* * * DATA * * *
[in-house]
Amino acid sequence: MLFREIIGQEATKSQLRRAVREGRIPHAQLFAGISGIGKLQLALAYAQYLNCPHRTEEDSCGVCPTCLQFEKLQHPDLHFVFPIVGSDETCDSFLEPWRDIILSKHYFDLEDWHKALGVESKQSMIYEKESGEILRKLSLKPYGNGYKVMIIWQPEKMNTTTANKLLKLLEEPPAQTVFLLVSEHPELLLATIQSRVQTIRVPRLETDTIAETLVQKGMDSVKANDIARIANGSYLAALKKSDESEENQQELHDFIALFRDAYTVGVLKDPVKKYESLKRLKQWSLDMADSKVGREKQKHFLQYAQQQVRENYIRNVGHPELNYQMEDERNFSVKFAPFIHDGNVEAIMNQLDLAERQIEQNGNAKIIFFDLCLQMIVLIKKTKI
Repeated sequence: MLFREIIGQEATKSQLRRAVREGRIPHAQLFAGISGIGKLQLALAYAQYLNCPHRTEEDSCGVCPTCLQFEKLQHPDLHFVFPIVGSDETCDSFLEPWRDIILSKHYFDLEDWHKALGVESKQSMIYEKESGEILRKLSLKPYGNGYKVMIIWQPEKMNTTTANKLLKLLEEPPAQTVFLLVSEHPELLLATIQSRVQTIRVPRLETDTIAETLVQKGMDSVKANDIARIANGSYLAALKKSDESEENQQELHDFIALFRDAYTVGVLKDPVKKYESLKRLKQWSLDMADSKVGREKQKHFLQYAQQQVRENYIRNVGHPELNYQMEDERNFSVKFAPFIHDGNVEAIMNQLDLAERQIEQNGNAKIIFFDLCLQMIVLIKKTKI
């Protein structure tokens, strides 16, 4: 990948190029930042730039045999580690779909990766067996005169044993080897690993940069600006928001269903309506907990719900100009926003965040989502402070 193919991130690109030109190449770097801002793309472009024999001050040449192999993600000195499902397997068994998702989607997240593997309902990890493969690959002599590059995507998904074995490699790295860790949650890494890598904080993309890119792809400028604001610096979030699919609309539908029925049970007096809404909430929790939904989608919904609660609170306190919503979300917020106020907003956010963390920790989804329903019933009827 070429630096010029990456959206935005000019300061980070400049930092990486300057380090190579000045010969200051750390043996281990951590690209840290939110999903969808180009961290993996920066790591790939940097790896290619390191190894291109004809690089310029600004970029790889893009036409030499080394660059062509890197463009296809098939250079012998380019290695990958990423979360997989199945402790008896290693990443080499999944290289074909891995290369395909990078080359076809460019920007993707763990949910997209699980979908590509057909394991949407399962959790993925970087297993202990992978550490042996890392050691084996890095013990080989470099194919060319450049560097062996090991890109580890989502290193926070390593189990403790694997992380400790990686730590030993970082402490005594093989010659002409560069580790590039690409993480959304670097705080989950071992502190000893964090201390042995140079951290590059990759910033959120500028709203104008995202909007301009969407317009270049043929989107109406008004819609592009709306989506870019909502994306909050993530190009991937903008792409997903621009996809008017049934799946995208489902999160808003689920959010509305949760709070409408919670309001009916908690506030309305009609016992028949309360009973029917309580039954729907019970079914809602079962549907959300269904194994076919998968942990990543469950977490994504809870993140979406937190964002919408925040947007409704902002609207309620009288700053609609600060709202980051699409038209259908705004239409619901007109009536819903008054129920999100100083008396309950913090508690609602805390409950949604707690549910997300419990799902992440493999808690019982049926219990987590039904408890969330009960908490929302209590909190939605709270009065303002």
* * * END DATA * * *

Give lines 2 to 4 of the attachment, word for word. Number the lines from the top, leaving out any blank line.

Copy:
Amino acid sequence: MLFREIIGQEATKSQLRRAVREGRIPHAQLFAGISGIGKLQLALAYAQYLNCPHRTEEDSCGVCPTCLQFEKLQHPDLHFVFPIVGSDETCDSFLEPWRDIILSKHYFDLEDWHKALGVESKQSMIYEKESGEILRKLSLKPYGNGYKVMIIWQPEKMNTTTANKLLKLLEEPPAQTVFLLVSEHPELLLATIQSRVQTIRVPRLETDTIAETLVQKGMDSVKANDIARIANGSYLAALKKSDESEENQQELHDFIALFRDAYTVGVLKDPVKKYESLKRLKQWSLDMADSKVGREKQKHFLQYAQQQVRENYIRNVGHPELNYQMEDERNFSVKFAPFIHDGNVEAIMNQLDLAERQIEQNGNAKIIFFDLCLQMIVLIKKTKI
Repeated sequence: MLFREIIGQEATKSQLRRAVREGRIPHAQLFAGISGIGKLQLALAYAQYLNCPHRTEEDSCGVCPTCLQFEKLQHPDLHFVFPIVGSDETCDSFLEPWRDIILSKHYFDLEDWHKALGVESKQSMIYEKESGEILRKLSLKPYGNGYKVMIIWQPEKMNTTTANKLLKLLEEPPAQTVFLLVSEHPELLLATIQSRVQTIRVPRLETDTIAETLVQKGMDSVKANDIARIANGSYLAALKKSDESEENQQELHDFIALFRDAYTVGVLKDPVKKYESLKRLKQWSLDMADSKVGREKQKHFLQYAQQQVRENYIRNVGHPELNYQMEDERNFSVKFAPFIHDGNVEAIMNQLDLAERQIEQNGNAKIIFFDLCLQMIVLIKKTKI
């Protein structure tokens, strides 16, 4: 990948190029930042730039045999580690779909990766067996005169044993080897690993940069600006928001269903309506907990719900100009926003965040989502402070 193919991130690109030109190449770097801002793309472009024999001050040449192999993600000195499902397997068994998702989607997240593997309902990890493969690959002599590059995507998904074995490699790295860790949650890494890598904080993309890119792809400028604001610096979030699919609309539908029925049970007096809404909430929790939904989608919904609660609170306190919503979300917020106020907003956010963390920790989804329903019933009827 070429630096010029990456959206935005000019300061980070400049930092990486300057380090190579000045010969200051750390043996281990951590690209840290939110999903969808180009961290993996920066790591790939940097790896290619390191190894291109004809690089310029600004970029790889893009036409030499080394660059062509890197463009296809098939250079012998380019290695990958990423979360997989199945402790008896290693990443080499999944290289074909891995290369395909990078080359076809460019920007993707763990949910997209699980979908590509057909394991949407399962959790993925970087297993202990992978550490042996890392050691084996890095013990080989470099194919060319450049560097062996090991890109580890989502290193926070390593189990403790694997992380400790990686730590030993970082402490005594093989010659002409560069580790590039690409993480959304670097705080989950071992502190000893964090201390042995140079951290590059990759910033959120500028709203104008995202909007301009969407317009270049043929989107109406008004819609592009709306989506870019909502994306909050993530190009991937903008792409997903621009996809008017049934799946995208489902999160808003689920959010509305949760709070409408919670309001009916908690506030309305009609016992028949309360009973029917309580039954729907019970079914809602079962549907959300269904194994076919998968942990990543469950977490994504809870993140979406937190964002919408925040947007409704902002609207309620009288700053609609600060709202980051699409038209259908705004239409619901007109009536819903008054129920999100100083008396309950913090508690609602805390409950949604707690549910997300419990799902992440493999808690019982049926219990987590039904408890969330009960908490929302209590909190939605709270009065303002």